• cornea;
  • epithelial cells;
  • nucleus;
  • contact guidance;
  • biophysical cues;
  • alignment;
  • topography;
  • mechanotransduction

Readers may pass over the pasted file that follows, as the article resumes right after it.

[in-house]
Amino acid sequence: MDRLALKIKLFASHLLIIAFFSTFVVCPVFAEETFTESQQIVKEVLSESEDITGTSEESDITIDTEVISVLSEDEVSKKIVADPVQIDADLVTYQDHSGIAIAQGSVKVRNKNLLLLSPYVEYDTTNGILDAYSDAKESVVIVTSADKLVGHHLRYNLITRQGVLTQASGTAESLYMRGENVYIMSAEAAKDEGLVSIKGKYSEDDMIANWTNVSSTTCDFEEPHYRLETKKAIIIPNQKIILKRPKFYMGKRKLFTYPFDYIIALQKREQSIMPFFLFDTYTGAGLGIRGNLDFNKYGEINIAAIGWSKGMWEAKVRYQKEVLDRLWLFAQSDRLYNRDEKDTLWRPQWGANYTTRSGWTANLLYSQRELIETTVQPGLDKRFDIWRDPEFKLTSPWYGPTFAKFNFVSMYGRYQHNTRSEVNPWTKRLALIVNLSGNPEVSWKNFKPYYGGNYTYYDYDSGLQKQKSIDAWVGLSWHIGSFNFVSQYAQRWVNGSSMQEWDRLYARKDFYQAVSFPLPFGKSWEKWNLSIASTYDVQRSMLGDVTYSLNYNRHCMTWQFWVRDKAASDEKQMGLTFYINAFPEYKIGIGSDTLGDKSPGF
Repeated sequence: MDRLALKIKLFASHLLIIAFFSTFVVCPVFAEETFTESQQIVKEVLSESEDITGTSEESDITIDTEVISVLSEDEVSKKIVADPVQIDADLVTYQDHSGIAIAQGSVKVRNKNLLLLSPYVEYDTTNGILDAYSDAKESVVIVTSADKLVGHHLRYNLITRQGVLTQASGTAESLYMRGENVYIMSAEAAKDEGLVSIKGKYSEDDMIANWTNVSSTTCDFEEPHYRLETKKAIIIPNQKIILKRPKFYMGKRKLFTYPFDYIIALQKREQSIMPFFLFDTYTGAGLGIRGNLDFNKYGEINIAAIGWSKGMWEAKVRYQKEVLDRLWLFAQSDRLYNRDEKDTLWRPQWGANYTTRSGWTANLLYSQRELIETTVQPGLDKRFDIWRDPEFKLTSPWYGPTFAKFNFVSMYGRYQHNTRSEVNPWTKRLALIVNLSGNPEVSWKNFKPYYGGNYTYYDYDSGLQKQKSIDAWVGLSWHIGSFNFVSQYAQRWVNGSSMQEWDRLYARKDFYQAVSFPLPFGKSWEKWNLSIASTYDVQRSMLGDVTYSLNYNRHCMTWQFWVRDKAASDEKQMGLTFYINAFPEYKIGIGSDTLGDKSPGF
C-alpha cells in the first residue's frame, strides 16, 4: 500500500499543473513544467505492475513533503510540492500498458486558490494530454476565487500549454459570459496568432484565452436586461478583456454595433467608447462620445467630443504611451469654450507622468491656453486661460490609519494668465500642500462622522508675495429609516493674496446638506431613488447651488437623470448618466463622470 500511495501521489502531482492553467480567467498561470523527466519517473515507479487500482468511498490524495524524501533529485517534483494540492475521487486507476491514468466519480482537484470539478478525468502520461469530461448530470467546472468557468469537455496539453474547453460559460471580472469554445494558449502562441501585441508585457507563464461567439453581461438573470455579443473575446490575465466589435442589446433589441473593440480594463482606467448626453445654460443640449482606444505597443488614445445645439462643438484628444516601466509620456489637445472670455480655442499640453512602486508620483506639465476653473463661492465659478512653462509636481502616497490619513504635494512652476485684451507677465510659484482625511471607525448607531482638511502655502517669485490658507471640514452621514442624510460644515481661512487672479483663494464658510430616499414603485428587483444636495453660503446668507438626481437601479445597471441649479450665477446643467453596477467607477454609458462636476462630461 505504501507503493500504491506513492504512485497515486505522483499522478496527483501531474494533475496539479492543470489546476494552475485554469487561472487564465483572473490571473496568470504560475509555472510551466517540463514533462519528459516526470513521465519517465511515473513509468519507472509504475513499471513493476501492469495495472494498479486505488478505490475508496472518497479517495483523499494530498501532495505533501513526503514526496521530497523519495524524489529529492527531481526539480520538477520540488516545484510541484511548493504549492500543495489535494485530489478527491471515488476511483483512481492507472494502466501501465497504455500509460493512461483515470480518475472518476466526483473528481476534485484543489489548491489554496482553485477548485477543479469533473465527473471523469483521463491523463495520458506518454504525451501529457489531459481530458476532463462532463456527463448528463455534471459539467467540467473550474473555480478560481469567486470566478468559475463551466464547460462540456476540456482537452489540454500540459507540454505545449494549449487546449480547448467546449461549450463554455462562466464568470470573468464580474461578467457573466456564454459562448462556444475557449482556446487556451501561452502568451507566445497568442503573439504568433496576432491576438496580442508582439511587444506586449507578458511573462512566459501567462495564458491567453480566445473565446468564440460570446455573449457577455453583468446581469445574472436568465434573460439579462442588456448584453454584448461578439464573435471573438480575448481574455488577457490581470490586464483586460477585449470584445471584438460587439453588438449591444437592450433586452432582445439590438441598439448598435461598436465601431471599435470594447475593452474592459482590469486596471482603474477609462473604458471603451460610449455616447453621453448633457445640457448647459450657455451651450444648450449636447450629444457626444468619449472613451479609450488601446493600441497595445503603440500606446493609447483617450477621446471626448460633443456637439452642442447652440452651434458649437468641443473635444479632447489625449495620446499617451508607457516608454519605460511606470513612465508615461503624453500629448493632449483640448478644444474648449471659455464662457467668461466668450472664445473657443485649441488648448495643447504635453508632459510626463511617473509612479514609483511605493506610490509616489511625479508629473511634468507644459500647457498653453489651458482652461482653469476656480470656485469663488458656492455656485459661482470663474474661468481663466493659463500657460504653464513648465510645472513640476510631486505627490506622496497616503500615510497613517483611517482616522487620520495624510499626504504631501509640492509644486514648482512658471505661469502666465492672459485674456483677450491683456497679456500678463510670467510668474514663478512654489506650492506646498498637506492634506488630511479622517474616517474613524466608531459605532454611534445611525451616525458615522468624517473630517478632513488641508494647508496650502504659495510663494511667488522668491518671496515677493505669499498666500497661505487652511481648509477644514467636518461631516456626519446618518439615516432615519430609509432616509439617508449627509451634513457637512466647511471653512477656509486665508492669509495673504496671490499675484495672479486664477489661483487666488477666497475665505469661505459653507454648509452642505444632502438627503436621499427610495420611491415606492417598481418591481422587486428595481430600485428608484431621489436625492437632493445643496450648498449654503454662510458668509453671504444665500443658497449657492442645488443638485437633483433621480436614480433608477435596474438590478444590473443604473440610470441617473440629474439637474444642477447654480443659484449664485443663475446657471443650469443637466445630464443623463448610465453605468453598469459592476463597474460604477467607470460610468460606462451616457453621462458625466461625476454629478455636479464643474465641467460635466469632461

The basement membrane of the corneal epithelium presents biophysical cues in the form of topography and compliance that can modulate cytoskeletal dynamics, which, in turn, can result in altering cellular and nuclear morphology and alignment. In this study, the effect of topographic patterns of alternating ridges and grooves on nuclear and cellular shape and alignment was determined. Primary corneal epithelial cells were cultured on either planar or topographically patterned (400–4000 nm pitch) substrates. Alignment of individual cell body was correlated with respective nucleus for the analysis of orientation and elongation. A biphasic response in alignment was observed. Cell bodies preferentially aligned perpendicular to the 800 nm pitch; and with increasing pitch, cells increasingly aligned parallel to the substratum. Nuclear orientation largely followed this trend with the exception of those on 400 nm. On this biomimetic size scale, some nuclei oriented perpendicular to the topography while their cytoskeleton elements aligned parallel. Both nuclei and cell bodies were elongated on topography compared to those on flat surfaces. Our data demonstrate that nuclear orientation and shape are differentially altered by topographic features that are not mandated by alignment of the cell body. This novel finding suggests that nuanced differences in alignment of the nucleus versus the cell body exist and that these differences could have consequences on gene and protein regulation that ultimately regulate cell behaviors. A full understanding of these mechanisms could disclose novel pathways that would better inform evolving strategies in cell, stem cell, and tissue engineering as well as the design and fabrication of improved prosthetic devices. © 2012 Wiley Periodicals, Inc. J Biomed Mater Res Part A, 2013.